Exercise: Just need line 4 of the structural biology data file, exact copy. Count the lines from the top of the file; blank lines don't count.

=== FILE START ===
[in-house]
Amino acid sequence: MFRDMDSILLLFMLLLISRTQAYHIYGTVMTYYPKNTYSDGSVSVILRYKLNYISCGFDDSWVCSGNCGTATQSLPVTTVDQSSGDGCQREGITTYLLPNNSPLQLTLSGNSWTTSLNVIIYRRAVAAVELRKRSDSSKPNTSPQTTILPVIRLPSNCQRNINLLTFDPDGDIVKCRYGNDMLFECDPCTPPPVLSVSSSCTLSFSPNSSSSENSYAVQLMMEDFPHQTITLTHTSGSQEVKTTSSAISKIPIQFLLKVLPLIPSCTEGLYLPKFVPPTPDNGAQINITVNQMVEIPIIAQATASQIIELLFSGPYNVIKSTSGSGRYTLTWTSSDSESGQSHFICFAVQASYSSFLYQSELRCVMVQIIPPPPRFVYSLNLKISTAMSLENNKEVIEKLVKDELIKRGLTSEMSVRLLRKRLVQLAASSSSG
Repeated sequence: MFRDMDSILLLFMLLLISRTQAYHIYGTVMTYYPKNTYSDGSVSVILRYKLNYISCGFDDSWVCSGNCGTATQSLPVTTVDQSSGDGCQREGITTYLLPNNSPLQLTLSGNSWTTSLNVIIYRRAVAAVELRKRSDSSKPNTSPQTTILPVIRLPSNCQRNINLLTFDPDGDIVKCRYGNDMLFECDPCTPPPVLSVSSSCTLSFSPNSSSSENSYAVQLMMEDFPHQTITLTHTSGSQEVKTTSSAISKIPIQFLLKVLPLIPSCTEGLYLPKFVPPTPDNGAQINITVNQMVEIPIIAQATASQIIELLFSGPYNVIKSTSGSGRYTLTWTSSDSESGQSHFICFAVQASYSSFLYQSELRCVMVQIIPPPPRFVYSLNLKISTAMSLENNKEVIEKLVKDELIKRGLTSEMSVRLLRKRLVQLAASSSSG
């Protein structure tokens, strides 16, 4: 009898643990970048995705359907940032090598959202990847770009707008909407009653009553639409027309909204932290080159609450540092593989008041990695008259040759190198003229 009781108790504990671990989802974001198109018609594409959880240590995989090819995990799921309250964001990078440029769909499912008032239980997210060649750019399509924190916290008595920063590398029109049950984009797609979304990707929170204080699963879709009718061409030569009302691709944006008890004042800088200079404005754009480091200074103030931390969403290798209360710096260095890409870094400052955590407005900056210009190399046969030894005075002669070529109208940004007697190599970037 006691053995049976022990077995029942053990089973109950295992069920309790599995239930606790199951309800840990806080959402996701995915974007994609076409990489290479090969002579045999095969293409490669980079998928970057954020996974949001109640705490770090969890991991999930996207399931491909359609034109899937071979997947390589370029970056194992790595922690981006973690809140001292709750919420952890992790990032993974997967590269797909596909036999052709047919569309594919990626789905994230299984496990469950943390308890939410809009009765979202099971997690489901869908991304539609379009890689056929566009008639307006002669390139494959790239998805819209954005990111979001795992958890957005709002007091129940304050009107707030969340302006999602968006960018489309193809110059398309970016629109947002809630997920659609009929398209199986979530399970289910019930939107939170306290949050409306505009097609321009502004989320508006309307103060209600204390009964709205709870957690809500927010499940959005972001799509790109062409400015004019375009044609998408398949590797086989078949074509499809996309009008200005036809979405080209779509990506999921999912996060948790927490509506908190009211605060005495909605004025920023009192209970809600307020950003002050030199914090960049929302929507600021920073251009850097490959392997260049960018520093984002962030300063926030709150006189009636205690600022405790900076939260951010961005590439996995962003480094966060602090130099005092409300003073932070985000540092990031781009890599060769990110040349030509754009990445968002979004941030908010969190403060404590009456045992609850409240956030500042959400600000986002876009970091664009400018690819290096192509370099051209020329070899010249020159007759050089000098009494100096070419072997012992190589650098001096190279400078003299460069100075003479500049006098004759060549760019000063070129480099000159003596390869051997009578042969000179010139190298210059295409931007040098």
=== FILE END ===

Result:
């Protein structure tokens, strides 16, 4: 009898643990970048995705359907940032090598959202990847770009707008909407009653009553639409027309909204932290080159609450540092593989008041990695008259040759190198003229 009781108790504990671990989802974001198109018609594409959880240590995989090819995990799921309250964001990078440029769909499912008032239980997210060649750019399509924190916290008595920063590398029109049950984009797609979304990707929170204080699963879709009718061409030569009302691709944006008890004042800088200079404005754009480091200074103030931390969403290798209360710096260095890409870094400052955590407005900056210009190399046969030894005075002669070529109208940004007697190599970037 006691053995049976022990077995029942053990089973109950295992069920309790599995239930606790199951309800840990806080959402996701995915974007994609076409990489290479090969002579045999095969293409490669980079998928970057954020996974949001109640705490770090969890991991999930996207399931491909359609034109899937071979997947390589370029970056194992790595922690981006973690809140001292709750919420952890992790990032993974997967590269797909596909036999052709047919569309594919990626789905994230299984496990469950943390308890939410809009009765979202099971997690489901869908991304539609379009890689056929566009008639307006002669390139494959790239998805819209954005990111979001795992958890957005709002007091129940304050009107707030969340302006999602968006960018489309193809110059398309970016629109947002809630997920659609009929398209199986979530399970289910019930939107939170306290949050409306505009097609321009502004989320508006309307103060209600204390009964709205709870957690809500927010499940959005972001799509790109062409400015004019375009044609998408398949590797086989078949074509499809996309009008200005036809979405080209779509990506999921999912996060948790927490509506908190009211605060005495909605004025920023009192209970809600307020950003002050030199914090960049929302929507600021920073251009850097490959392997260049960018520093984002962030300063926030709150006189009636205690600022405790900076939260951010961005590439996995962003480094966060602090130099005092409300003073932070985000540092990031781009890599060769990110040349030509754009990445968002979004941030908010969190403060404590009456045992609850409240956030500042959400600000986002876009970091664009400018690819290096192509370099051209020329070899010249020159007759050089000098009494100096070419072997012992190589650098001096190279400078003299460069100075003479500049006098004759060549760019000063070129480099000159003596390869051997009578042969000179010139190298210059295409931007040098």